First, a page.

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Marradi
Photo ©Valentina Dainelli
3-day itinerary on board of the first Trans-Apennines train of Italy

Take a Slow ride on Dante’s Train

The Mugello area can be reached by train thanks to the first Italian trans-Apennines railway: the Faentina railway. The railway line connects Florence to Faenza (and then Ravenna) and passes through the Apennines mountains between Tuscany and Emilia-Romagna, stopping by some beautiful towns in this area located at north-east of Florence. It is also called Dante’s train because it connects Florence, the birthplace of Dante, to Ravenna, his burial place.

It was inaugurated on April 23rd 1893: the new railway line was 101 km long and counted 30 galleries, 55 bridges and viaducts, 18 overpasses and 15 rail stations in between. The Faentina railway rises till 578 meters above the sea level and offers breathtaking views along the way.

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Day 1

Exploring the city of ceramics

The regional trains to Borgo San Lorenzo depart generally from platform 17, at the very end of Santa Maria Novella train station. Pay attention to take the train to Faenza and not the train passing by Pontassieve, because the trip is longer.

Right after leaving the train station look out to spot the Brunelleschi’s Cupola out of your window and, then relax for the rest of the trip — about 40 minutes to reach Borgo San Lorenzo. When in Borgo San Lorenzo walk to Piazza Garibaldi, a good starting point to explore the town of the Mugello that has been recently entitled “city of ceramics”.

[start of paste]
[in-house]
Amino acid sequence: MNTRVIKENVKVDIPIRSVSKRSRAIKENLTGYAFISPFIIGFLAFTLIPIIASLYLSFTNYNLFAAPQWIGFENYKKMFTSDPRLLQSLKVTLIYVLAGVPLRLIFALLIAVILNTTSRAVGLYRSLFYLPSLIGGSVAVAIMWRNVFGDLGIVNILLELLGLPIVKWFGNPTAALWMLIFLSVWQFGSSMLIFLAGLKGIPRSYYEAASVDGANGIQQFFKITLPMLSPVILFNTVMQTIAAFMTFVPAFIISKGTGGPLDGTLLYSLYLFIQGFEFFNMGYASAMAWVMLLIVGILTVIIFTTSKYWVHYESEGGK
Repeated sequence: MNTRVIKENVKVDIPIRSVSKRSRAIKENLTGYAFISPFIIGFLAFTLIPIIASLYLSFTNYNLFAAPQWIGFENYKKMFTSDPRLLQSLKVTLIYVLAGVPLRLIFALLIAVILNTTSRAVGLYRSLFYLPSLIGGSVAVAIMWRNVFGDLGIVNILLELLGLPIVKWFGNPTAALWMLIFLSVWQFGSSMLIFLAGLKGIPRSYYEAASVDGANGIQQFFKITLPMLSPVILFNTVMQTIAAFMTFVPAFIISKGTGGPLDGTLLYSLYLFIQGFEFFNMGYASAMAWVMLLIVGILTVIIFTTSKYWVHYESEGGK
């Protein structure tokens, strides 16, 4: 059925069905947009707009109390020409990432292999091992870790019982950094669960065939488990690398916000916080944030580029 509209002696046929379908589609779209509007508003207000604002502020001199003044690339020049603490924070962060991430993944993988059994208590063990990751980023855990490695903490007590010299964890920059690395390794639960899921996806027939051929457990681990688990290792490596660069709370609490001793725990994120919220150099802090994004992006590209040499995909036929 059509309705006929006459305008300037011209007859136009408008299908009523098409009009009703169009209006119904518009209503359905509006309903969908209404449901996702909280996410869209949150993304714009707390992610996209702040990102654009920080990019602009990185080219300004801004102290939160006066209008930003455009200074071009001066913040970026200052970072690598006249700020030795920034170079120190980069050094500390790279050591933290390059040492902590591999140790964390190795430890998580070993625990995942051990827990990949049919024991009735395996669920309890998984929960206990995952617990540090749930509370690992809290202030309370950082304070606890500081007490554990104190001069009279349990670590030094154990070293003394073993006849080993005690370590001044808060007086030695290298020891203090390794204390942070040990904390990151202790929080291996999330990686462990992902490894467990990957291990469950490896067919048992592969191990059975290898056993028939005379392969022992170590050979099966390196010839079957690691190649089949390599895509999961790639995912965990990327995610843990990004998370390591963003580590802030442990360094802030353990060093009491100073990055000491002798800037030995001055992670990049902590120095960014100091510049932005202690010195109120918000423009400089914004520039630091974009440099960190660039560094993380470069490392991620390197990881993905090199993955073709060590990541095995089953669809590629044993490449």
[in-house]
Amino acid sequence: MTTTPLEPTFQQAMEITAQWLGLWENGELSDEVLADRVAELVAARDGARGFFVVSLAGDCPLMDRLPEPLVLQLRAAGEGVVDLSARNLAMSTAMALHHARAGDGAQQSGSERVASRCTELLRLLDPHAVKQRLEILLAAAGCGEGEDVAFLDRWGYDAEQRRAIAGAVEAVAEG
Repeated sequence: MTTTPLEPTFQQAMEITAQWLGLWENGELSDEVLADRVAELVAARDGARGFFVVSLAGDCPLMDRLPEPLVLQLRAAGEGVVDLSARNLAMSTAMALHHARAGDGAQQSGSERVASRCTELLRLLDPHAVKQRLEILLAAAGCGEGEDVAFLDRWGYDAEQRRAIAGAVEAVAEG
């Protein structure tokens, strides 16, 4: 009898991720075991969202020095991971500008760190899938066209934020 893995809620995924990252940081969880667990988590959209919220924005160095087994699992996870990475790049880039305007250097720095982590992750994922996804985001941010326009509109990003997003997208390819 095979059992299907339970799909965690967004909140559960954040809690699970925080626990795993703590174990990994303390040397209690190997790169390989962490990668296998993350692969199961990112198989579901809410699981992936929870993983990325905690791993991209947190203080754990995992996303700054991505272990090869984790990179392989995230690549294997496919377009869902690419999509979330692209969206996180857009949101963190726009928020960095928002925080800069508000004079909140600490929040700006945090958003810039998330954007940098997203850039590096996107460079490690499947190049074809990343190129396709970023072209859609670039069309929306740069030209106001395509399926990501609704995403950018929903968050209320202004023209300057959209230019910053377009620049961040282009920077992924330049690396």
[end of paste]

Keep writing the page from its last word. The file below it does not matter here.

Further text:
Enter the Romanesque Church of San Lorenzo, founded in 941: inside you admire a beautiful Madonna with child, attributed to Giotto and the frescoes by Galileo Chini in the apse. By Dino Chini, another artistic member of the famous Chini family that kind of invented the Italian Liberty style, are the decorations inside the Palazzo del Podestà; this palazzo was built in the Middle Ages and was the siege of local government, as testified by the many and different coat of arms on its facade.

Dino Chini restored also the Clock Tower, the landmark of Borgo San Lorenzo, that was originally built in 1351. You’re now in Corso Matteotti, the main street of the city where you find shops and cafèterias. At the corner of the Clock tower take Via San Martino to see part of the original medieval walls of the city. At the end of the street, you reach the 14th century Porta Fiorentina, that was the main gate to the city from and to Florence.

After you’ve visited the city center walk to Villa Pecori Giraldi, that hosts the Chini Manufacture Museum; the museum recounts the history of the Chini family and its manufacture of ceramics, stoneware and glasware. The most important figure was Galileo Chini (1873-1956), relevant artist of the Italian Art Nouveau style, who worked not just in Florence and surroundings, but was called by the king of Siam to paint the throne hall of the Royal Palace.

Don’t miss the statue of Fido in Piazza Dante next to the Town Hall, also known as the Italian Hachiko and celebrating a story of loyalty and love between Fido the dog and his owner, dead in a bomb attack in WWII.

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Day 2

The village of chestnuts

On your way to the train station make sure to stop at the Pasticceria Aurelio and ask for the “Torta in balconata” a quite unique cake, whose recipe comes from the banquets of the Renaissance. Now it’s time to take the train to Marradi for your second day of exploration in Mugello.